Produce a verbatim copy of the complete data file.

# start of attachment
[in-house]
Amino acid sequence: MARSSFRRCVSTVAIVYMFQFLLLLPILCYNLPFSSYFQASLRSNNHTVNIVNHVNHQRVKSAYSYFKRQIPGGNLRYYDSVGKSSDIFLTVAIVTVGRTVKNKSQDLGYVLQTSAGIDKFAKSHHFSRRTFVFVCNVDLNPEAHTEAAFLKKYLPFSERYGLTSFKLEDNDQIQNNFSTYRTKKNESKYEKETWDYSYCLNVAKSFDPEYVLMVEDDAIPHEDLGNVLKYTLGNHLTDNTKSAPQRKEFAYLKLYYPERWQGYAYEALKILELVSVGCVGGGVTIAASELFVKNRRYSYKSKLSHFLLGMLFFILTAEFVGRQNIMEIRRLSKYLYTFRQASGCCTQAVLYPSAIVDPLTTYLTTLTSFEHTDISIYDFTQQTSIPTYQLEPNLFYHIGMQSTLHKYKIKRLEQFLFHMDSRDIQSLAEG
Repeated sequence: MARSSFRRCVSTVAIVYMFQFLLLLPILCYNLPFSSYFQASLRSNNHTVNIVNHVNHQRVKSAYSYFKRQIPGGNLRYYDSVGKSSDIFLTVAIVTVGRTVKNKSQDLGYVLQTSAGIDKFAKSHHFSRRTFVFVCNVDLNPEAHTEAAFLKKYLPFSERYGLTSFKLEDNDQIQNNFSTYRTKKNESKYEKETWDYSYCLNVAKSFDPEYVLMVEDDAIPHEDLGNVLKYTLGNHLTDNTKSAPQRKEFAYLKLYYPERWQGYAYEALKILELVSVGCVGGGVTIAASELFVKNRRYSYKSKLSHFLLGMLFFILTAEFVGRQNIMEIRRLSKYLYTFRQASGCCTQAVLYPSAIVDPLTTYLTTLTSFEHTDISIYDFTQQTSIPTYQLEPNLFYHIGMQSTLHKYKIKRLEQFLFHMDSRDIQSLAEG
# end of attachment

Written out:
[in-house]
Amino acid sequence: MARSSFRRCVSTVAIVYMFQFLLLLPILCYNLPFSSYFQASLRSNNHTVNIVNHVNHQRVKSAYSYFKRQIPGGNLRYYDSVGKSSDIFLTVAIVTVGRTVKNKSQDLGYVLQTSAGIDKFAKSHHFSRRTFVFVCNVDLNPEAHTEAAFLKKYLPFSERYGLTSFKLEDNDQIQNNFSTYRTKKNESKYEKETWDYSYCLNVAKSFDPEYVLMVEDDAIPHEDLGNVLKYTLGNHLTDNTKSAPQRKEFAYLKLYYPERWQGYAYEALKILELVSVGCVGGGVTIAASELFVKNRRYSYKSKLSHFLLGMLFFILTAEFVGRQNIMEIRRLSKYLYTFRQASGCCTQAVLYPSAIVDPLTTYLTTLTSFEHTDISIYDFTQQTSIPTYQLEPNLFYHIGMQSTLHKYKIKRLEQFLFHMDSRDIQSLAEG
Repeated sequence: MARSSFRRCVSTVAIVYMFQFLLLLPILCYNLPFSSYFQASLRSNNHTVNIVNHVNHQRVKSAYSYFKRQIPGGNLRYYDSVGKSSDIFLTVAIVTVGRTVKNKSQDLGYVLQTSAGIDKFAKSHHFSRRTFVFVCNVDLNPEAHTEAAFLKKYLPFSERYGLTSFKLEDNDQIQNNFSTYRTKKNESKYEKETWDYSYCLNVAKSFDPEYVLMVEDDAIPHEDLGNVLKYTLGNHLTDNTKSAPQRKEFAYLKLYYPERWQGYAYEALKILELVSVGCVGGGVTIAASELFVKNRRYSYKSKLSHFLLGMLFFILTAEFVGRQNIMEIRRLSKYLYTFRQASGCCTQAVLYPSAIVDPLTTYLTTLTSFEHTDISIYDFTQQTSIPTYQLEPNLFYHIGMQSTLHKYKIKRLEQFLFHMDSRDIQSLAEG